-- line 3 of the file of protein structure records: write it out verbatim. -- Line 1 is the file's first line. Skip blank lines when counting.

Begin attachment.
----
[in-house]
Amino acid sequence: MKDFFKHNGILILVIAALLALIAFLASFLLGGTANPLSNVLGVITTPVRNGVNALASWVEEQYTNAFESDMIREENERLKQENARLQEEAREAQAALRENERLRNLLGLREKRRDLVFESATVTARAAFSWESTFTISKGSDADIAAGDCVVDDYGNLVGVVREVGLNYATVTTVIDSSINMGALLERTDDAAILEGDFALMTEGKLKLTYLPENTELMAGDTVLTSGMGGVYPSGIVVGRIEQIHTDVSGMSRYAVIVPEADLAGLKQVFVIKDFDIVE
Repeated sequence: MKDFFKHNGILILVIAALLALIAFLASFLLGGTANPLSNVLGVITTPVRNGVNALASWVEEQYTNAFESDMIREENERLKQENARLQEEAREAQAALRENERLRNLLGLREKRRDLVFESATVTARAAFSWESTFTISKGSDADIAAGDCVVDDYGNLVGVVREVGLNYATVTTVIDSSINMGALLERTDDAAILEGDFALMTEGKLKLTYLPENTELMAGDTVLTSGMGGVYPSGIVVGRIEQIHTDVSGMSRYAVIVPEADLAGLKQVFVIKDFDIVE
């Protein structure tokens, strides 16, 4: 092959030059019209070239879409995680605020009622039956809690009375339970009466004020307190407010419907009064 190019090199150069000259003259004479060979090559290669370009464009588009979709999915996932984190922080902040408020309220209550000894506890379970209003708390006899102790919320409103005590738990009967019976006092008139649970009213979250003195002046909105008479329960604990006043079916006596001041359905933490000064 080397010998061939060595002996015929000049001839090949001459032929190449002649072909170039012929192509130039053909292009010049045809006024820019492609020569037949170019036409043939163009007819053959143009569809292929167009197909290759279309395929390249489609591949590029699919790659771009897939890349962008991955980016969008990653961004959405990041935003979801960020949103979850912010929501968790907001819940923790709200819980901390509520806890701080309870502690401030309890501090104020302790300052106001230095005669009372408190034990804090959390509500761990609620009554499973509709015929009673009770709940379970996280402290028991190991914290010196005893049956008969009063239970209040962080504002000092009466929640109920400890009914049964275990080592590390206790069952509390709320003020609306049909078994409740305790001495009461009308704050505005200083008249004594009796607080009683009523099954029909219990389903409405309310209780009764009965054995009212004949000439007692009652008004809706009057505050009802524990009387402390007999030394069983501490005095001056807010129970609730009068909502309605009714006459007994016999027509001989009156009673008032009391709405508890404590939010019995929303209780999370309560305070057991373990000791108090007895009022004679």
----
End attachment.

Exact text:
Repeated sequence: MKDFFKHNGILILVIAALLALIAFLASFLLGGTANPLSNVLGVITTPVRNGVNALASWVEEQYTNAFESDMIREENERLKQENARLQEEAREAQAALRENERLRNLLGLREKRRDLVFESATVTARAAFSWESTFTISKGSDADIAAGDCVVDDYGNLVGVVREVGLNYATVTTVIDSSINMGALLERTDDAAILEGDFALMTEGKLKLTYLPENTELMAGDTVLTSGMGGVYPSGIVVGRIEQIHTDVSGMSRYAVIVPEADLAGLKQVFVIKDFDIVE